While ‘Pyre’, which has been translated into English by Aniruddhan Vasudevan Tr., the author stresses that the country boasts of a wealth of literature in different languages and translation ascertains that it goes to different parts of the world…reports Sukant Deepak
Author, poet and literary chronicler Perumal Murugan, whose novel ‘Pyre’, (published in English by Penguin), which was recently longlisted for the prestigious International Booker Prize-2023 is delighted that a story he wrote taking place in a corner of Tamil Nadu has reached across the globe, and longlisted for a major award.
“This helps me develop faith about my view of life, and the process of writing,” the author, who writes in Tamil and has to his credit 10 novels, five collections of short stories, and four anthologies of poetry, tells.
While ‘Pyre’, which has been translated into English by Aniruddhan Vasudevan Tr., the author stresses that the country boasts of a wealth of literature in different languages and translation ascertains that it goes to different parts of the world.
“The translation movement which emerged after the year 2000 has made our languages and life relevant to others too. In translation, our works establish that we are equal in all respects. What has just come is not enough. We have a great treasure with us. Much of it needs to be translated,” he says.
With Sri Lankan author Shehan Karunatilak, who won The Booker Prize in 2022 (‘The Seven Moons of Maali Almeida’), Geetanjali Shree winning the International Booker Prize in 2022 (‘Tombs of Sand’), and now with him being longlisted, is the world finally waking up to contemporary Asian writers? Murugan feels the literary attention on the life, culture, and politics of Asian countries has grown.
“It is only recently that the world seemed to have realised that Asian languages have the potential to make substantial contributions. People across countries are experiencing our literary outlook, writing styles, and life events. Globalisation is an important factor that has facilitated this. It had made translations possible,” he asserts.
The writer made international headlines after his book ‘One Part Woman’, published in 2010 and translated into English in 2013 faced a lawsuit filed against him by caste-based groups accusing him of hurting their religious sentiments, and he declared on his Facebook page: “Perumal Murugan the writer is dead. As he is no God, he is not going to resurrect himself. He also has no faith in rebirth. An ordinary teacher, he will live as P. Murugan. Leave him alone.”
However, in 2015, the Madras High Court dismissed the case against him. In an epilogue, the bench called on the author to start writing again: “Let the author be resurrected to what he is best at. Write.”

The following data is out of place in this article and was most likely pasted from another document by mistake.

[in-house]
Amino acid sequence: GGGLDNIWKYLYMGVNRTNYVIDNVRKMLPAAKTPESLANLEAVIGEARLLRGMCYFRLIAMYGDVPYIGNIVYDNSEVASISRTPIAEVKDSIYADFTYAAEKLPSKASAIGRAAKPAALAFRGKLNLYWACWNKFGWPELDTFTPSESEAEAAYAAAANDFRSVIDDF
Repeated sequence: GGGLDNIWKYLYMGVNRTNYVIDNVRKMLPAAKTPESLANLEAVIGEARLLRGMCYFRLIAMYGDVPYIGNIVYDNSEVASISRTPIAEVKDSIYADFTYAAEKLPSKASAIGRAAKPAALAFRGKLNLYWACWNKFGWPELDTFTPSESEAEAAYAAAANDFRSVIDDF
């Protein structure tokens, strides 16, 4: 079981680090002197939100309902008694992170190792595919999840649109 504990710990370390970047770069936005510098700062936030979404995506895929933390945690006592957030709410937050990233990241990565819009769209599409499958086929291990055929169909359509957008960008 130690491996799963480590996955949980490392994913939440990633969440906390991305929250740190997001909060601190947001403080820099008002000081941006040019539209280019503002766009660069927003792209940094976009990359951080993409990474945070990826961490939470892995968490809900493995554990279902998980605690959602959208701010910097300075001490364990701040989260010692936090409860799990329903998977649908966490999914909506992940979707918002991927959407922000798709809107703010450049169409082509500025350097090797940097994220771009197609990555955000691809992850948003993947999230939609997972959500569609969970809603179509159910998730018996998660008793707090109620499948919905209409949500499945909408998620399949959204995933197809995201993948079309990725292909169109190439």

Murugan admits that the impact of the Madhoru Paagan controversy continues in some ways and he is still not comfortable going to his hometown. He knows there is a reluctance to invite him to literary events in the region.
“Such problems are bound to continue. I only wish to continue, without recalling those days. I remain silent when someone speaks to me about it. I avoid responding to any questions on it. I train my heart to treat the experience as a nightmare — a terrible dream.”
Adding what his writing has ‘changed’ after the controversy, he says, “There is a hesitation when it comes to writing about issues of caste. Even when I do, I use references. I reject this world and create an asuraloka (the world of demons) and use it as a background for my work. How many changes are there!”
Someone whose works have abundant references to different Indian rituals and cultures, he feels they carry a great history.
“If only one could find a way to navigate through them, there are innumerable sources of creativity there. But it is also important to remember that several rituals and customs of Indians are caste-based and superstitious.”
The author feels that caste-based discrimination becoming political is a positive development. Believing for caste to be annihilated, its various faces need to be exposed, he says, “The politics of 20th century in Tamil Nadu was based on caste. Periyar, the leader of the Dravidian movement, spoke on the basis of Brahmins and non-Brahmins, focusing on caste. It was also on this basis, that reservation came into being, in the social justice system. Members of a caste were able to access education and participate in power. Dalit politics in the 1990s was also based on caste. The impact has brought about some good effects. I think the first condition for the abolition of caste is that it had to be politicised.”
His writing process starts with constructing the work in his mind. How long will it take and under what circumstances will it be completed is not something that is very ‘clear’.
“If I have time and solitude after the competition of work in my mind, I take some months and write it. Mornings are best for me to write. After completing the first draft, I take a break and go back to make corrections just once. That’s it.”
While there are many fraternal languages in the Dravidian language family, he regrets that not enough is done in terms of literary transactions.
“Many works of Malayalam, adjacent to Tamil Nadu, have been translated into Tamil. But not many works from Tamil into Malayalam. Tamil language works have hardly been translated into North Indian languages. I really wish for more translation between Indian languages,” says the author, whose novel ‘Pookuzhi’ will soon be adapted into a film.
“While the director has written the screenplay. I am working on the dialogues. After this, I plan to write some short stories. This year, I am also planning to write another novel,” he concludes.
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